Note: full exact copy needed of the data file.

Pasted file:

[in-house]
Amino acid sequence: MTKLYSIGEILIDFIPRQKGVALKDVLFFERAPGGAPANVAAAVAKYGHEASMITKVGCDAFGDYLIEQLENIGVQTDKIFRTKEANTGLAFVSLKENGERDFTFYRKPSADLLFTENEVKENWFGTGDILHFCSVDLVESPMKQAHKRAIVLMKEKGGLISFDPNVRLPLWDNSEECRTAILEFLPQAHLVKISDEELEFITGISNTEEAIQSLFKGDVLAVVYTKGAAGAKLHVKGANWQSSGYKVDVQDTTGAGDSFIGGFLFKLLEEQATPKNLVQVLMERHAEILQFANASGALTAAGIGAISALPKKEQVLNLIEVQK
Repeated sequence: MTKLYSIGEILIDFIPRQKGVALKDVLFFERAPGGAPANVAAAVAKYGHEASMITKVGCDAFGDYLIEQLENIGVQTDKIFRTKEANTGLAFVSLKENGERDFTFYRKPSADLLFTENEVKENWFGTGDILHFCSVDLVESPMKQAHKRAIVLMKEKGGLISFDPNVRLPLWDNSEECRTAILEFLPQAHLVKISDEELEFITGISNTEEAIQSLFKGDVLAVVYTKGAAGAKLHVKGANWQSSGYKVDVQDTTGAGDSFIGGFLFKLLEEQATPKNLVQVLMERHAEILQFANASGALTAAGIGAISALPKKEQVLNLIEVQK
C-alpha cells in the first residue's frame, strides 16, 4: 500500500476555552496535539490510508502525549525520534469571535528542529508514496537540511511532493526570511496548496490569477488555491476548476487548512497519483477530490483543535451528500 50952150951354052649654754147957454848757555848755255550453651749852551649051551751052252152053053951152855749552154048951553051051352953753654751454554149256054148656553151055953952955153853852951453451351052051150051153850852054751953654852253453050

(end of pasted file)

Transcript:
[in-house]
Amino acid sequence: MTKLYSIGEILIDFIPRQKGVALKDVLFFERAPGGAPANVAAAVAKYGHEASMITKVGCDAFGDYLIEQLENIGVQTDKIFRTKEANTGLAFVSLKENGERDFTFYRKPSADLLFTENEVKENWFGTGDILHFCSVDLVESPMKQAHKRAIVLMKEKGGLISFDPNVRLPLWDNSEECRTAILEFLPQAHLVKISDEELEFITGISNTEEAIQSLFKGDVLAVVYTKGAAGAKLHVKGANWQSSGYKVDVQDTTGAGDSFIGGFLFKLLEEQATPKNLVQVLMERHAEILQFANASGALTAAGIGAISALPKKEQVLNLIEVQK
Repeated sequence: MTKLYSIGEILIDFIPRQKGVALKDVLFFERAPGGAPANVAAAVAKYGHEASMITKVGCDAFGDYLIEQLENIGVQTDKIFRTKEANTGLAFVSLKENGERDFTFYRKPSADLLFTENEVKENWFGTGDILHFCSVDLVESPMKQAHKRAIVLMKEKGGLISFDPNVRLPLWDNSEECRTAILEFLPQAHLVKISDEELEFITGISNTEEAIQSLFKGDVLAVVYTKGAAGAKLHVKGANWQSSGYKVDVQDTTGAGDSFIGGFLFKLLEEQATPKNLVQVLMERHAEILQFANASGALTAAGIGAISALPKKEQVLNLIEVQK
C-alpha cells in the first residue's frame, strides 16, 4: 500500500476555552496535539490510508502525549525520534469571535528542529508514496537540511511532493526570511496548496490569477488555491476548476487548512497519483477530490483543535451528500 50952150951354052649654754147957454848757555848755255550453651749852551649051551751052252152053053951152855749552154048951553051051352953753654751454554149256054148656553151055953952955153853852951453451351052051150051153850852054751953654852253453050